Theatrical Review: THE LOVELY BONES
Writers: Peter Jackson, Fran Walsh, and Philippa Boyens (screenplay), Alice Sebold (novel)
Director: Peter Jackson
Cast: Mark Wahlberg, Rachel Weisz, Saoirse Ronan, Stanley Tucci, Susan Sarandon, Rose McIver
I have a 2-year old daughter and, in my darkest moments, I often wonder just how badly I would massacre anyone who dared harmed her. It’s not healthy, but any parent who says they haven’t had those thoughts is lying to you. So, I was more than just a little bit surprised by how completely disengaged I was by Peter Jackson’s THE LOVELY BONES, as the major premise (which is evident from the trailer and made clear in interviews, reviews and the book…so this isn’t a spoiler) is based upon how the death of a young girl affects her family and township. Not only did THE LOVELY BONES fail to engage me, it also falls completely flat due to pedantic and lame moments, overuse of high-gloss CGI and a general lack of direction both onscreen and in the movie making process.
Granted, I have not read the source material for THE LOVELY BONES, which is Alice Sebold’s popular and evidently moving novel of the same name. But if there’s the same kind of goofball platitudes and overwrought emotions involved as there are in the film, I’ll pass. For instance, when we meet the film's main character, the darkly shadowed Susie Salmon (played amicably by Saoirse Ronan) she says, “My name is Salmon. Susie Salmon. Like the fish.” Umm…like the fish?? What the hell else would a salmon be like? Salmon like the avant-garde surrealist movement of the 1970’s? Salmon like the dog? It’s a lame line delivered to give some kind of false sense of drama when in fact, it’s just plain dumb. And moments like this happen frequently throughout THE LOVELY BONES. Heck, if you want to talk platitudes or stilted, goofy acting, look no farther than the film's father figure Jack Salmon played by Mark Wahlberg.
I don’t know if it’s the cumulative effect of that Andy Samberg skit where Wahlberg talks to the animals and his ridiculous performance in THE HAPPENING, but lately, any time Wahlberg is trying to speak seriously onscreen, it sounds like he’s talking to a one-year old who he caught running with scissors. Thus any emotional moments between him and his daughter seem ham-fisted and are damn near laughable. Plus, Wahlberg’s goofy ass 1970’s wig doesn’t help matters in the least. All Marky-Mark bashing aside, this film is just a big ole mess and Wahlberg is actually the least of its problems. In fact, I put the blame for this disaster firmly on the shoulders of Peter Jackson, who directed the film and helped write it.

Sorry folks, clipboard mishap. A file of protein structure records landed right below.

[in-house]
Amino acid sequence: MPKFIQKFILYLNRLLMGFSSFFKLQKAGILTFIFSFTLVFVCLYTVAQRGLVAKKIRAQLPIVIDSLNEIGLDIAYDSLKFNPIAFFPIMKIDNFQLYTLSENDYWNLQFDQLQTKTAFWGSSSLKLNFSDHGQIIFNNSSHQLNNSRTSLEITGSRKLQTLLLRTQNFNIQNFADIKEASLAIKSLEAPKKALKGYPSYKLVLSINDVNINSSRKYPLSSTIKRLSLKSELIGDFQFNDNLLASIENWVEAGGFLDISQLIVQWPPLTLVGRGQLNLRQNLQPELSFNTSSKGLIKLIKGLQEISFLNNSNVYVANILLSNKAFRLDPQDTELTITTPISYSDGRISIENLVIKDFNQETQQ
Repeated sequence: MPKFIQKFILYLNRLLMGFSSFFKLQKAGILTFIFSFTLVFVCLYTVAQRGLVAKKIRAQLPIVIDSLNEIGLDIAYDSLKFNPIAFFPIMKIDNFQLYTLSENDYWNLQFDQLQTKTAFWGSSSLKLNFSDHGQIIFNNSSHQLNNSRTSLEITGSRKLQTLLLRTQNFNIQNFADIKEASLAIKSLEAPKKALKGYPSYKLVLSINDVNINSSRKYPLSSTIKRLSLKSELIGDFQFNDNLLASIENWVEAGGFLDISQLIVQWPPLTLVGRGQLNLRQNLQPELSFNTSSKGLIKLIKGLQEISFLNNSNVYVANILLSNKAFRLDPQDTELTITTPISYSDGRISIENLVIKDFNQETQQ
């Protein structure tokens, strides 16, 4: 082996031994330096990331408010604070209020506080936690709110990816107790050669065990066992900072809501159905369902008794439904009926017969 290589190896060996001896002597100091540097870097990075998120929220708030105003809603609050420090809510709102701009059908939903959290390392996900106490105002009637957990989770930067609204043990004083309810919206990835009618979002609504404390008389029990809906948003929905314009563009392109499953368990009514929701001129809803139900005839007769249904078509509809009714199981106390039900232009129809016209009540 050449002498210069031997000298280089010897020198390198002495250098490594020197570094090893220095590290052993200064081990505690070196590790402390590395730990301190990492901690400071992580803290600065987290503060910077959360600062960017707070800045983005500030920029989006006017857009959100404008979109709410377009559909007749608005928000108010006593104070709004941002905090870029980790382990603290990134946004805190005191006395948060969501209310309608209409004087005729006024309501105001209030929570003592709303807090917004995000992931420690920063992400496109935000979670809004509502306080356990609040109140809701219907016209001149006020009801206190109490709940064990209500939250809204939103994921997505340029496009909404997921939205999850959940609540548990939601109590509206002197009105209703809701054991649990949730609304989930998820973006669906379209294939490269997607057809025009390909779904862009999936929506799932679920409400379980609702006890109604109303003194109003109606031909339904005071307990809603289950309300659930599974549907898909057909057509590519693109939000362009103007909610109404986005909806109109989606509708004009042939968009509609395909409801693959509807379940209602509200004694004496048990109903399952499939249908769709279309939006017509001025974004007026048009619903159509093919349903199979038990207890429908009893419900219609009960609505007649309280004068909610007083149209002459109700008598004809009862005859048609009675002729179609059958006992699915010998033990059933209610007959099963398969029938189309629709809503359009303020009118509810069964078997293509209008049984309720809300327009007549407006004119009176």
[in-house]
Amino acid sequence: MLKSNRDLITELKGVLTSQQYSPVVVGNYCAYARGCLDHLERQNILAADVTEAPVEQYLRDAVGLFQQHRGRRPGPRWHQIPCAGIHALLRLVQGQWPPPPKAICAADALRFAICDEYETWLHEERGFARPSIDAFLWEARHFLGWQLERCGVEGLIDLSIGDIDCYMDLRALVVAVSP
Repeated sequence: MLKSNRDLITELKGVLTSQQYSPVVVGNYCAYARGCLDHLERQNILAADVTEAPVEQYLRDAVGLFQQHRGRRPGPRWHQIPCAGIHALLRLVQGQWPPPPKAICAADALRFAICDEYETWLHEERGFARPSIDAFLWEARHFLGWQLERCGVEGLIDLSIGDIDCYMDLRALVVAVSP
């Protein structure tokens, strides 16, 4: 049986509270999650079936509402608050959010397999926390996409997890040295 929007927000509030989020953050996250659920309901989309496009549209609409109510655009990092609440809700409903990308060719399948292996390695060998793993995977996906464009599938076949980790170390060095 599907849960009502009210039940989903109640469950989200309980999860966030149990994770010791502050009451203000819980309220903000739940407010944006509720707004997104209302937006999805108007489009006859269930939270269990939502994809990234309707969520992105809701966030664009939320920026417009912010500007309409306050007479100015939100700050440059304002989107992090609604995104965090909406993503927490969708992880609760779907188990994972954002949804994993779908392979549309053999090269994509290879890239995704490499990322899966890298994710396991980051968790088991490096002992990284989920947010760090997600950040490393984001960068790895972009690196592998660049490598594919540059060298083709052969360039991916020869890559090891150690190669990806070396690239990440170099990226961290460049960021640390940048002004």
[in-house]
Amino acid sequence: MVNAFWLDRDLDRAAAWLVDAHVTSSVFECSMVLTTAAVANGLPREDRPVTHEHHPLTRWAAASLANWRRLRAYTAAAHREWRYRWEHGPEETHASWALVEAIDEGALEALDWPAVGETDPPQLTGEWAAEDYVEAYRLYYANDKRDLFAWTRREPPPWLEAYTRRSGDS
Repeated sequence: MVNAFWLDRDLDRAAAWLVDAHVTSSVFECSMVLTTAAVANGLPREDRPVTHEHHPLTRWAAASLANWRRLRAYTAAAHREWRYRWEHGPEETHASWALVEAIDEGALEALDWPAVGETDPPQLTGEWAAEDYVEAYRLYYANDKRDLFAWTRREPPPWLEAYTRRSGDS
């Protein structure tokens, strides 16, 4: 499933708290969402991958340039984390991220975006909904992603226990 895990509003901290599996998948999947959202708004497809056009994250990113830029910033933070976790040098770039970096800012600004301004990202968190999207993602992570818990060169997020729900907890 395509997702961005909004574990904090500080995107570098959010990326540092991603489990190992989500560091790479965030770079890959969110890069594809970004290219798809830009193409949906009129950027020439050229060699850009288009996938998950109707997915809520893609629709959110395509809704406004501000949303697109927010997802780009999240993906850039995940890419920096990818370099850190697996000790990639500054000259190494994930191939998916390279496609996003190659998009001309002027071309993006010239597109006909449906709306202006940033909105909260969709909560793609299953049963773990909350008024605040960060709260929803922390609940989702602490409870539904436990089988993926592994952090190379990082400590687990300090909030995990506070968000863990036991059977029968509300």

Characters are given zero development and they come and go from the story freely, showing up only to complete plot points. For instance, Susan Sarandon plays “Grandma Lynn,” all we know about her is that she smokes and drinks. She shows up to help the emotionally devastated family and, although she seems to have raised a fine, capable daughter in mother figure Abigail Salmon (and equally underused Weisz), she proceeds to take on the role of every male character left alone with kids in every crappy movie ever made. The laundry ends up a slippery mess of suds, vacuuming the floor is incredibly taxing and simply cannot be completed, and cooking of course devolves into a fiery mess. After all, every film about the abduction and murder of a teenage girl needs a funny montage involving an inept adult trying to keep up a household!
Much of the film wobbles back and forth between real life in the aftermath of Susie’s murder and the afterlife where Susie is trapped in a CGI-infused limbo. Once shuffled off this mortal coil, Susie lives in a place that looks like a cross between Willy Wonka’s Chocolate Factory and some kind of crappy commercial shilling little girl toys like ponies or princesses. Susie surrounds herself with rainbow mountains and lollipop smiles, yet still manages to find time to keep an eye on the proceedings back on planet earth. Here we get to know more about creepy neighbor George Harvey played by the film's one bright spot, Stanley Tucci. We know after ten minutes he’s the bad guy and his subtle, passive aggressive performance is the key to the one or two thrilling scenes in the film. But still, we never know why he targets Susie and that’s an issue. Any 60 minute episode of “Dexter” manages to give more depth and explanation to their serial killers than what can be found in the entire 2-hour plus duration of THE LOVELY BONES.
So, just went wrong here to make this movie, which has a really fine cast and source material (reportedly) just so…bad? To find an answer to that, I have to cast my eye towards Peter Jackson who was at the helm here. Jackson can do dark films, he can do redemption, and he can most definitely handle tricky adaptations, but none of these things happen here and for the life of me I can’t figure out what the filmmakers are trying for. The attempts at emotion are on the nose and downright silly and the complete lack of character development is baffling when as viewers, we need to be emotionally invested in these people.
Another key example of this can be found in the two surviving Salmon children who are completely ignored by their family (and thus, the audience) following Susie’s tragic demise. Worse, we’re kind of lead to believe that Lindsay Salmon (McIver), Susie’s sister, is kind of a bitch and we shouldn’t care for her at all. This makes the second half of the film impossible to connect with, as we’re forced to be on her side and root for her. Ugh, I can go on and on. It’s all just such a mess and I really wanted to enjoy the comeback of Peter Jackson, but alas that was not to be as THE LOVELY BONES is a pure failure.